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BRIAN HOWEY: Conservatives refute Trump’s election ‘steal’
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BRIAN HOWEY: Conservatives refute Trump’s election ‘steal’

INDIANAPOLIS — As a prelude to Donald Trump’s presidency, his adviser Steve Bannon said in 2016, “Lenin wanted to destroy the state, and that’s my goal too. I want to bring everything crashing down, and destroy all of today’s establishment.”

A week before Jan. 6 U.S. Capitol insurrection – which ended up costing five lives, three police suicides, 150 cop injuries, and more than 500 criminal charges – Steve Bannon had President Trump’s ear.

According to the Bob Woodward and Robert Costa book “Peril”, Bannon told Trump, “You’ve got to return to Washington and make a dramatic return today. You’ve got to call Pence off the f------ ski slopes and get him back here today. This is a crisis. We’re going to bury Biden on Jan. 6. Kill the Biden presidency in the crib.”

The roadmap to this conspiracy to take away Joe Biden’s 81 million vote to 74 million vote victory (306 to 232 Electoral College) was a memo by John Eastman who laid out the “Jan. 6 scenario” that claimed that seven states had transmitted dual slates of electors to Congress. U.S. Sen. Mike Lee, R-Utah sought and could find no such evidence.

According to Eastman, Pence would disqualify those seven states, leaving 454 instead of 538 electors. “There are at this point, 232 votes for Trump and 222 votes for Biden. Pence then gavels President Trump reelected,” Eastman wrote. If Democrats insisted that the threshold was 270 votes, Pence would send it to the House, where Republicans controlled 26 of the 50 state delegations, with each delegation getting one vote to determine the next president.

The “steal” was a fallacy. Georgia had conducted three recounts, each verifying Biden carried that state. Forbes Magazine reported on Dec. 8 that the Trump campaign had lost 50 post-election lawsuits, many rejected by Trump-appointed judges. Michigan conservative Republican State Sen. Ed McBroom wrote in a Senate Oversight report, “There is no evidence presented at this time to prove either significant acts of fraud or that an organized, wide-scale effort to commit fraudulent activity was perpetrated in order to subvert the will of Michigan voters.”

In Pennsylvania, U.S. District Judge Matthew Brann rejected a Trump suit, writing, “One might expect that when seeking such a startling outcome, a plaintiff would come formidably armed with compelling legal arguments and factual proof of rampant corruption. That has not happened.”

Conservative U.S. Supreme Court Justice Samuel Alito rejected a Trump injunction: “The application for injunctive relief presented to Justice Alito and by him referred to the court is denied.”

On Dec. 15, the Electoral College voted, prompting Senate Republican Majority Leader Mitch McConnell to “congratulate President-Elect Joe Biden.” When Trump protested, McConnell told him, “Mr. President, the Electoral College has spoken. That’s the way we pick a president in this country. You lost the election.”

Since Pennsylvania put Biden over the 270-vote threshold on the Saturday after the election, Trump and Bannon had fomented a coup d’etat. Insiders like Hope Hicks and Kellyanne Conway had tried to dissuade him, with Conway explaining to Trump, that it was the mail-in ballots. COVID. Your campaign running out of money, the debates.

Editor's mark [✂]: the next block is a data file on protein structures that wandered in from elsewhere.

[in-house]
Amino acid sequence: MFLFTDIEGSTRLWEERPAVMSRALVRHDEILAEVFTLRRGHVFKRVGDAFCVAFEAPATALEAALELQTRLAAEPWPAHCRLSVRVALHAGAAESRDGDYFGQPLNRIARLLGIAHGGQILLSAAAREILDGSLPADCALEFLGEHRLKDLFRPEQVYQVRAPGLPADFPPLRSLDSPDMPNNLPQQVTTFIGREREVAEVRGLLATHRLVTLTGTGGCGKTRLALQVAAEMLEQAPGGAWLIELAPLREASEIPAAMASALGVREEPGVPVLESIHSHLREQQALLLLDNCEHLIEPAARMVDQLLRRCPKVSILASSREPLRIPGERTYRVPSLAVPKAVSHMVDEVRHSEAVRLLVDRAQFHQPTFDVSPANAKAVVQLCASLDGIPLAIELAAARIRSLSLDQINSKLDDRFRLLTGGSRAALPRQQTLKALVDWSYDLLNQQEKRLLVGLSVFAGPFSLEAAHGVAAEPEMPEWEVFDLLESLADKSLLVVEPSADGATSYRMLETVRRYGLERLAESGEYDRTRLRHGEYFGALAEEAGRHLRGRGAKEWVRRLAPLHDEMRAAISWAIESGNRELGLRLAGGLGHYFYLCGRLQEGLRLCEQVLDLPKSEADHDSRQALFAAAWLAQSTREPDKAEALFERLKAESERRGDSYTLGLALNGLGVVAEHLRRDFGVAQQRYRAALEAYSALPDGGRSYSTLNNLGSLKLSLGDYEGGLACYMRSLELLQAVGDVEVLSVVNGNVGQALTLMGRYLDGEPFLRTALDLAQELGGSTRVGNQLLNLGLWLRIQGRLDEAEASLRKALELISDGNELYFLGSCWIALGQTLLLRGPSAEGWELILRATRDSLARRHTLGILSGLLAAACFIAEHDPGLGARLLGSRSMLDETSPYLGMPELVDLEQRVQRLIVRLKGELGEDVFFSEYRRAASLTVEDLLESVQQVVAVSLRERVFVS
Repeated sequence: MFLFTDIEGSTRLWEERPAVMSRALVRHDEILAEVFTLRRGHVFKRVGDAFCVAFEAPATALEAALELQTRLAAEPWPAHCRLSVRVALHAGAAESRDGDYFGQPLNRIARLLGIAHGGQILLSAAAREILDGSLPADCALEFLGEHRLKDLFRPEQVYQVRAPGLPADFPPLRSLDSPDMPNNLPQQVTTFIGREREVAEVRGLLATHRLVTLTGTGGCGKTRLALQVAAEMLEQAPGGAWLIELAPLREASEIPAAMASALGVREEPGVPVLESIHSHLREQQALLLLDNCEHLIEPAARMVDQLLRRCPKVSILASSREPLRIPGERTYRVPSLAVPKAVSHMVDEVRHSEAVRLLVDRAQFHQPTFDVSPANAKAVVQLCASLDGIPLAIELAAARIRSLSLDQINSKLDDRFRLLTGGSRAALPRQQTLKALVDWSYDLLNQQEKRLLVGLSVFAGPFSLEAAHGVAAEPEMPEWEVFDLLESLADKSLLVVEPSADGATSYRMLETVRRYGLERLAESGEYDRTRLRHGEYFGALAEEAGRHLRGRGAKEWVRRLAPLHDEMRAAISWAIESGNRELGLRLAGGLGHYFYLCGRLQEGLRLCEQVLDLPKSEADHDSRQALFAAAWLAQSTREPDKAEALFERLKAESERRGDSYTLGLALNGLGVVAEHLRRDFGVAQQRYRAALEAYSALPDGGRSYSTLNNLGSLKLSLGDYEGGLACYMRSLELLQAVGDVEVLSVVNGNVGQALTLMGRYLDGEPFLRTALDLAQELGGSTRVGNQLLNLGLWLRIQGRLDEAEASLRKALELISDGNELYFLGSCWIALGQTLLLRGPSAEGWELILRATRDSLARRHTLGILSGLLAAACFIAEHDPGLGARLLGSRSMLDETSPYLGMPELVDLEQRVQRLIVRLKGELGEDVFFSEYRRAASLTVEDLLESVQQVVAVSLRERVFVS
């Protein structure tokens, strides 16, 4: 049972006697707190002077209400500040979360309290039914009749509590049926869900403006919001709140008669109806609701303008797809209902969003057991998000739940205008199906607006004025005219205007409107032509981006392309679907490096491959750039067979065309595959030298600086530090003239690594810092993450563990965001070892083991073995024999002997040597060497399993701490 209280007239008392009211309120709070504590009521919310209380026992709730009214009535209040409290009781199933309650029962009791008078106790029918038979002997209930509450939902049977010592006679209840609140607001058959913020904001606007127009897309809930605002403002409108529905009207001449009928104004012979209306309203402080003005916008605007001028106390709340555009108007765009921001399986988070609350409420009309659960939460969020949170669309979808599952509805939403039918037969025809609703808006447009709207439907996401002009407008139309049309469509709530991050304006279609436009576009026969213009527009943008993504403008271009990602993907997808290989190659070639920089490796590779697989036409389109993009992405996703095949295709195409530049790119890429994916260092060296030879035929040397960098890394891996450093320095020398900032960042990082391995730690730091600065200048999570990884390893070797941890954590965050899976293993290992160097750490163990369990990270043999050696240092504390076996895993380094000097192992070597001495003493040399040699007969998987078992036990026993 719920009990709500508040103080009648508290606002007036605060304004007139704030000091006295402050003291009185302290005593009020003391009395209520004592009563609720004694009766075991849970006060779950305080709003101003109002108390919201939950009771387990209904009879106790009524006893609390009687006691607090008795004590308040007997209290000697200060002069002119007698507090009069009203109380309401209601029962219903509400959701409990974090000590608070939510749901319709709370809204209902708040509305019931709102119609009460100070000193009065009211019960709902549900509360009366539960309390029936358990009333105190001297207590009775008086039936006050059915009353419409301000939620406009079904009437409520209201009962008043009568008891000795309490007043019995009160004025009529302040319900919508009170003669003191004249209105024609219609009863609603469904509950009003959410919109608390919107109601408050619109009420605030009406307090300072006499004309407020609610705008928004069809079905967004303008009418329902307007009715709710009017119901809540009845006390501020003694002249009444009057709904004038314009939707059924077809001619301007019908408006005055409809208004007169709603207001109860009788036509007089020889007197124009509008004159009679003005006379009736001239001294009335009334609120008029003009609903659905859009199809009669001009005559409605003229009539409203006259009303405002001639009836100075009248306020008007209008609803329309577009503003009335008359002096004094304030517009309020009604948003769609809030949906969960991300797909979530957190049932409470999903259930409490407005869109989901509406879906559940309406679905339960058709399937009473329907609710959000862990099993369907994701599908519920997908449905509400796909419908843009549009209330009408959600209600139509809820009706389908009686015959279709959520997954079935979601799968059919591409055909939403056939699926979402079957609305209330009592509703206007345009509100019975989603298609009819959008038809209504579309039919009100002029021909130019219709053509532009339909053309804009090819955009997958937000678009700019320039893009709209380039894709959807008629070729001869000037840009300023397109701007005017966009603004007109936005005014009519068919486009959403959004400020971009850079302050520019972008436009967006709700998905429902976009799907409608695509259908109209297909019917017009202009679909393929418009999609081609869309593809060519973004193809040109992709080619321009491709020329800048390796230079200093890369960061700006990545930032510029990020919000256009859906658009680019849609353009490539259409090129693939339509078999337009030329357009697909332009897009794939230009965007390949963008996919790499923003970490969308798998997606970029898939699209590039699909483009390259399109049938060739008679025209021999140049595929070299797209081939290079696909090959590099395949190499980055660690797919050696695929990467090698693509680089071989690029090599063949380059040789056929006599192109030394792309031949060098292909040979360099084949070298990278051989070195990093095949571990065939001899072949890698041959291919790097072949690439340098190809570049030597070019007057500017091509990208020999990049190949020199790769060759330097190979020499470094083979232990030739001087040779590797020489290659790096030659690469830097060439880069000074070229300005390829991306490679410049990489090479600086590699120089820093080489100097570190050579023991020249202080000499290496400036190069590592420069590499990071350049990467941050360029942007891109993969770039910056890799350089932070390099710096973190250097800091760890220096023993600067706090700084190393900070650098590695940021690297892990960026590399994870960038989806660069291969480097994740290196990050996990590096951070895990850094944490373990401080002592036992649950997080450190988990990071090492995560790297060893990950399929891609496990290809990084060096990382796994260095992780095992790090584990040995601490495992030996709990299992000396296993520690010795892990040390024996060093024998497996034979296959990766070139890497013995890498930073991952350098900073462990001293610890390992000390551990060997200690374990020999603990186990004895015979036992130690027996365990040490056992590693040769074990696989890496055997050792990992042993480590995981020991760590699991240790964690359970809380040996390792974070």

Trump responded, “If I lose, that will be my legacy. It’s not who I am to give up. It’s not in me to do that. My people expect me to fight, and if I don’t, I’ll lose ‘em.”

According to Woodward and Costa, Attorney General William Barr ordered DOJ to do a preliminary analysis and assessment in five states where the presidential election was close: Arizona, Wisconsin, Michigan, Georgia and Pennsylvania. He told the AP on Dec. 1, “To date we have not seen fraud on a scale that could have affected a different outcome of the election.”

“It’s all b-------,” Barr told a furious Trump. “The allegations are not panning out.”

Meanwhile Republican operative Karl Rove was in Georgia helping the two GOP Senate candidates gear up for the Jan. 5 special election and found the voting systems “reliable and safe.”

In Arizona late this summer, an “audit” in Maricopa County by the firm Cyber Ninjas hired by Senate Republicans there found Biden’s lead was actually larger than the official count. In a conversation with former vice president Dan Quayle, Pence mentioned Arizona irregularities. “Mike, I live in Arizona,” Quayle said. “There’s nothing out here.”

On Jan. 5, Pence met with Trump in the Oval Office, telling him, “I personally believe there are limits to what I can do. So if you have a strategy for the 6th, it really shouldn’t involve me because I’m just there to open the envelopes. You’re not going to be sworn in on the 20th. There is not a scenario where you can be sworn in on the 20th.”

In the view of Bannon, the fact that many Republican voters no longer believe in certified election results, believe the election was stolen, and are willing to throw away the cornerstone of American democracy – the peaceful transfer of power – is how Leninism is transforming one of the two major American political parties.

Conservative former radio host Glenn Beck was unnerved by Bannon’s rhetoric in 2017. “Steve Bannon wants to burn it down,” said Beck. “He’s a nightmare, and he’s the chief adviser to the president of the United States now.”

Brian Howey is publisher of Howey Politics Indiana. Follow him on Twitter @hwypol. The opinions are the writer's.

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